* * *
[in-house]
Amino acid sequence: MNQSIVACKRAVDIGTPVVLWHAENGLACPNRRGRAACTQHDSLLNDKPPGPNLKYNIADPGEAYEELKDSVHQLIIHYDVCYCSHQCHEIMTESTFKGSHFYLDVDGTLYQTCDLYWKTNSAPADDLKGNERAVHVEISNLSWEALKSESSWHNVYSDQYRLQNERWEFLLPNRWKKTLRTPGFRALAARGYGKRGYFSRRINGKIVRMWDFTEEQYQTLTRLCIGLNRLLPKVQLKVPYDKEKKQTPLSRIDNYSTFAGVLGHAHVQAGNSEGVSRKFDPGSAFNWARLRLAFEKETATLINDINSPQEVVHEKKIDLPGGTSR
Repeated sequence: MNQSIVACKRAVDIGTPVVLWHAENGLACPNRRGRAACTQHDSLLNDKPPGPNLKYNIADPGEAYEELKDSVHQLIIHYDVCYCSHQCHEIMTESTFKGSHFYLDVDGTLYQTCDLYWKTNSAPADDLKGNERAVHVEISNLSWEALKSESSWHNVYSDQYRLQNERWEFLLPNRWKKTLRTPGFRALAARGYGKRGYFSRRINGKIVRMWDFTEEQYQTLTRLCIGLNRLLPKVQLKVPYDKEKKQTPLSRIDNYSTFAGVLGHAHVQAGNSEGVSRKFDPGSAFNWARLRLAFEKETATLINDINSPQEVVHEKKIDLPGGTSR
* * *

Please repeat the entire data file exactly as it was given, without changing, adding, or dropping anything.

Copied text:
[in-house]
Amino acid sequence: MNQSIVACKRAVDIGTPVVLWHAENGLACPNRRGRAACTQHDSLLNDKPPGPNLKYNIADPGEAYEELKDSVHQLIIHYDVCYCSHQCHEIMTESTFKGSHFYLDVDGTLYQTCDLYWKTNSAPADDLKGNERAVHVEISNLSWEALKSESSWHNVYSDQYRLQNERWEFLLPNRWKKTLRTPGFRALAARGYGKRGYFSRRINGKIVRMWDFTEEQYQTLTRLCIGLNRLLPKVQLKVPYDKEKKQTPLSRIDNYSTFAGVLGHAHVQAGNSEGVSRKFDPGSAFNWARLRLAFEKETATLINDINSPQEVVHEKKIDLPGGTSR
Repeated sequence: MNQSIVACKRAVDIGTPVVLWHAENGLACPNRRGRAACTQHDSLLNDKPPGPNLKYNIADPGEAYEELKDSVHQLIIHYDVCYCSHQCHEIMTESTFKGSHFYLDVDGTLYQTCDLYWKTNSAPADDLKGNERAVHVEISNLSWEALKSESSWHNVYSDQYRLQNERWEFLLPNRWKKTLRTPGFRALAARGYGKRGYFSRRINGKIVRMWDFTEEQYQTLTRLCIGLNRLLPKVQLKVPYDKEKKQTPLSRIDNYSTFAGVLGHAHVQAGNSEGVSRKFDPGSAFNWARLRLAFEKETATLINDINSPQEVVHEKKIDLPGGTSR